also let *A* be nonsingular and \(\|\delta A\|<\frac{1}{2\|A^{-1}\|}\), then \(A+\delta A\) is nonsingular and

and we know that *A* is strictly diagonally dominant and also

It implies that

This shows the stability of the system (the norm used is infinite norm).

Let \(u(x)\) be the exact solution of (1)-(3) and \(S(x_{i})= S_{i}\) be an approximation to \(u_{i} = u(x_{i})\) obtained by the hybrid b-spline function \(S_{i}(x) \in C^{\infty}[a,b]\), by algebraic manipulation of relations (17) and (18), when \(\lambda =0\), we get the consistency relations between the spline approximation and its derivatives at the nodal points in the following form:

### Lemma 1

*The local truncation errors* \(x_{i}\) *associated with the equation* (34) *for* \(i=1,\ldots,n-1\). *are given by*

### Proof

See [40]. □

### 4.1 The hybrid B-spline method for fractional Painlevé and Bagley-Trovik equations in the Caputo fractional sense

Substitute the numerical point solution of Bagley-Trovik equation at \(x=x_{i}\), where \(i=0,1,\ldots,n\), is as follows

Considering each subinterval \([x_{j-1},x_{j}]\) of partition \([0,x_{i}]\), for \(t\in [x_{j-1},x_{j}]\) and using the properties of the Caputo fractional derivative and Hybrid cubic B-spline functions for \(1< \alpha <2\) gives

and for \(0< \beta <1\), we also get

Using equation (17) and Lemma 1, we obtain the following relation

since \((x_{i}-t)^{1-\alpha}\) does not change sign on \([(j-1)h, jh]\), using the weighted mean value theorem to establish an integral formula and applying to each integration of the last summation, we get

where \(\overline{\eta}\in [(j-1)h, jh]\). After simple calculations, equations (40) and (41) become

Following the same technique on \(0< \beta <1\), we get

To shorten a little the size of this section, we will omit truncation error here to approximate the Painlevé and Bagley-Trovik regarding the Caputo fractional sense. Anyhow, substituting (42) and (43) in (37) at \(i=0,1,2,\ldots,n\), where the attached linear or nonlinear systems are obtained as follows:

Hither, substituting (42) in fractional Painlevé of the (I) and (II), we have the following nonlinear systems

and

for \(i=0,1,2,\ldots,n\).

Relations (45) and (46) become nonlinear systems in the following form as:

Anyhow, in the general case, we have the following nonlinear systems

By the end of this subsection, we can obtain the approximate solutions by solving the linear system or nonlinear system (48), and also to solve it, we use the Newton method or the Mathematica command like (FindRoot).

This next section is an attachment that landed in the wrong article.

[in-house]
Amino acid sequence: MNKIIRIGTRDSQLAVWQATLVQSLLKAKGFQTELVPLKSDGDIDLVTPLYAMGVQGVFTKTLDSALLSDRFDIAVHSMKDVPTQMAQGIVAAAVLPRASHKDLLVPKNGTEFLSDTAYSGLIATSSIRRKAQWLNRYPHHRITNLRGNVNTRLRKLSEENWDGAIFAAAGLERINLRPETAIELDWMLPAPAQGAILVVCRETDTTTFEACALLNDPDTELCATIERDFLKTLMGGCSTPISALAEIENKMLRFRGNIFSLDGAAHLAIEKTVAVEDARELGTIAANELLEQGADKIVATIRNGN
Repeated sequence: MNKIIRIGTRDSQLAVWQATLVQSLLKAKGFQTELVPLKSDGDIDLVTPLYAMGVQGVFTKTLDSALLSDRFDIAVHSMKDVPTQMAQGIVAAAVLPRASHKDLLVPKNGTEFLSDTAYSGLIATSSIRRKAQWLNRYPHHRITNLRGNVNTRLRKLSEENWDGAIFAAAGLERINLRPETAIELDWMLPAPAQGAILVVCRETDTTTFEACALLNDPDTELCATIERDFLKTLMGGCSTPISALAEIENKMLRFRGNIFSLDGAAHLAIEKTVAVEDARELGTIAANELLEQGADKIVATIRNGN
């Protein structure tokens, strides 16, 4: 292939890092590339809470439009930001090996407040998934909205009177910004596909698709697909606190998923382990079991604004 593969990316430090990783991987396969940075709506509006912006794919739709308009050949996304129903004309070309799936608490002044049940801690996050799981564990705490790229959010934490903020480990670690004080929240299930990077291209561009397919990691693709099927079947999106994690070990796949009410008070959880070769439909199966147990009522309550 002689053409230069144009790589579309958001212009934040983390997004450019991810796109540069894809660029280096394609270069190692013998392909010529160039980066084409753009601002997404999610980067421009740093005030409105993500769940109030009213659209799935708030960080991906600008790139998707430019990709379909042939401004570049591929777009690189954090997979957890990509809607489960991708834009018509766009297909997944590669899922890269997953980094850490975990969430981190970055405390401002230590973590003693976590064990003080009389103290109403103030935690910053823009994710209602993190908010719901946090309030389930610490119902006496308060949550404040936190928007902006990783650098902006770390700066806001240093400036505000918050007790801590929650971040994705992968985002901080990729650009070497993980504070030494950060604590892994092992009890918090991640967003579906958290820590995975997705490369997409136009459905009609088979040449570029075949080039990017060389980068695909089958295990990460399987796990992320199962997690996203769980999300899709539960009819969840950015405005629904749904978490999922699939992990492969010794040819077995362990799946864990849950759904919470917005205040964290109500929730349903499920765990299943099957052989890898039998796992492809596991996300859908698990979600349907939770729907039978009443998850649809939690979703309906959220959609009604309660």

### 4.2 Bagley-Torvik and Painlevé equations regarding Caputo-Fabrizio fractional derivative approach

Using the Caputo-Fabrizio fractional derivative for \(1< \alpha <2\) and considering each subinterval \([x_{j-1},x_{j}]\) of partition \([0,x_{i}]\), for \(t\in [x_{j-1},x_{j}]\), we get

and also for \(0< \beta <1\), we get

Finally, we approximate the exact solution (1)-(3) by the hybrid B-spline function as:

However, the above systems with boundary conditions (21) convert to the following nonlinear system with \(n+3\) equations and \(n+3\) unknowns

for \(i=0,1,2,\ldots,n\).

### 4.3 Convergence analysis

In this section, we discuss the convergence analysis of hybrid cubic and hyperbolic B-spline. Let \(u(x)\) be the exact solution of the problem and \(S(x)\in C^{\infty}[0,T]\) be the hybrid B-spline approximation to \(u(x)\) satisfying in \(S(x_{i})=u(x_{i})\), \(i=0,1,\ldots,n-1\). We should approximate the error \(\|u(x)-S(x)\|\). Let us assume that \(\hat{S}(x)\) is the computed hybrid B-spline approximation to \(S(x)\). To estimate \(\|u(x)-S(x)\|\), we will estimate \(\|u(x)-\hat{S}(x)\|\) and \(\|\hat{S}(x)-S(x)\|\) separately.

First, we consider the Painlevé equations with the Conformable derivative and then discretize it with the hybrid B-spline function as follows:

By discretizing the Bagley-Torvik equation with the Conformable derivative, the following linear system is obtained.

We investigate the convergence analysis for the conformable fractional derivative and also for Caputo and Caputo-Fabrizio fractional derivatives that are similar.

We also obtain a linear or nonlinear system of equations, the convergence of which we analyzed on the nonlinear system. In general, we have the following system: